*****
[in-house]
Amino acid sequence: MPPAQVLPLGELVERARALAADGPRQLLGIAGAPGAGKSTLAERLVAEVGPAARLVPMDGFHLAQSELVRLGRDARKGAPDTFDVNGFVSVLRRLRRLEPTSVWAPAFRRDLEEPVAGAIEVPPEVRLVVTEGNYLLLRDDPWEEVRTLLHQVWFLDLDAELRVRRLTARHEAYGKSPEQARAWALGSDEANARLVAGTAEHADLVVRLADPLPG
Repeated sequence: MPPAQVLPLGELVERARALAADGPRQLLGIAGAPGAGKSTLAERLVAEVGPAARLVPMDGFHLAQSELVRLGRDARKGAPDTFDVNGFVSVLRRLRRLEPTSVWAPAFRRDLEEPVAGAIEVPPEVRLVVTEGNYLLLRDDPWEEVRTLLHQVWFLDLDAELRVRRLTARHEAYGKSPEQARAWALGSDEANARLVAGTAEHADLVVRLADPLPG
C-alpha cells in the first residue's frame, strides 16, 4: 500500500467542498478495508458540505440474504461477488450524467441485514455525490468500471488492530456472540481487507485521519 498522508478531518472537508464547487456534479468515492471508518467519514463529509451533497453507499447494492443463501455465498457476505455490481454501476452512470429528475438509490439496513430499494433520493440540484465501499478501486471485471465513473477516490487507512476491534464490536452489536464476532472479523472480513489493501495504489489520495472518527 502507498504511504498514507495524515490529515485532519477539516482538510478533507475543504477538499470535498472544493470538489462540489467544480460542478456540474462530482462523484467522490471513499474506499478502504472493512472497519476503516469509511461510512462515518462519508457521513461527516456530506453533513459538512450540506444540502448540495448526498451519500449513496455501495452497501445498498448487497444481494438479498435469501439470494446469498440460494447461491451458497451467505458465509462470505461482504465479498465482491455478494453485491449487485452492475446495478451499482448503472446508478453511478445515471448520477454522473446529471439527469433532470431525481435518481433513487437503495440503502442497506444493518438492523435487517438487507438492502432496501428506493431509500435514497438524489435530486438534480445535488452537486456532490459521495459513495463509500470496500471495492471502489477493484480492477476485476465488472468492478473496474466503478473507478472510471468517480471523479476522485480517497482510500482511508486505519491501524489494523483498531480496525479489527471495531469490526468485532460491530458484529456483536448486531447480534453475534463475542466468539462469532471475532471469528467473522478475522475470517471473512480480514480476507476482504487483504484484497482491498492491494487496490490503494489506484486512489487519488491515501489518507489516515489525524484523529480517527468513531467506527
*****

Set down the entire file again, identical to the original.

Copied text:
[in-house]
Amino acid sequence: MPPAQVLPLGELVERARALAADGPRQLLGIAGAPGAGKSTLAERLVAEVGPAARLVPMDGFHLAQSELVRLGRDARKGAPDTFDVNGFVSVLRRLRRLEPTSVWAPAFRRDLEEPVAGAIEVPPEVRLVVTEGNYLLLRDDPWEEVRTLLHQVWFLDLDAELRVRRLTARHEAYGKSPEQARAWALGSDEANARLVAGTAEHADLVVRLADPLPG
Repeated sequence: MPPAQVLPLGELVERARALAADGPRQLLGIAGAPGAGKSTLAERLVAEVGPAARLVPMDGFHLAQSELVRLGRDARKGAPDTFDVNGFVSVLRRLRRLEPTSVWAPAFRRDLEEPVAGAIEVPPEVRLVVTEGNYLLLRDDPWEEVRTLLHQVWFLDLDAELRVRRLTARHEAYGKSPEQARAWALGSDEANARLVAGTAEHADLVVRLADPLPG
C-alpha cells in the first residue's frame, strides 16, 4: 500500500467542498478495508458540505440474504461477488450524467441485514455525490468500471488492530456472540481487507485521519 498522508478531518472537508464547487456534479468515492471508518467519514463529509451533497453507499447494492443463501455465498457476505455490481454501476452512470429528475438509490439496513430499494433520493440540484465501499478501486471485471465513473477516490487507512476491534464490536452489536464476532472479523472480513489493501495504489489520495472518527 502507498504511504498514507495524515490529515485532519477539516482538510478533507475543504477538499470535498472544493470538489462540489467544480460542478456540474462530482462523484467522490471513499474506499478502504472493512472497519476503516469509511461510512462515518462519508457521513461527516456530506453533513459538512450540506444540502448540495448526498451519500449513496455501495452497501445498498448487497444481494438479498435469501439470494446469498440460494447461491451458497451467505458465509462470505461482504465479498465482491455478494453485491449487485452492475446495478451499482448503472446508478453511478445515471448520477454522473446529471439527469433532470431525481435518481433513487437503495440503502442497506444493518438492523435487517438487507438492502432496501428506493431509500435514497438524489435530486438534480445535488452537486456532490459521495459513495463509500470496500471495492471502489477493484480492477476485476465488472468492478473496474466503478473507478472510471468517480471523479476522485480517497482510500482511508486505519491501524489494523483498531480496525479489527471495531469490526468485532460491530458484529456483536448486531447480534453475534463475542466468539462469532471475532471469528467473522478475522475470517471473512480480514480476507476482504487483504484484497482491498492491494487496490490503494489506484486512489487519488491515501489518507489516515489525524484523529480517527468513531467506527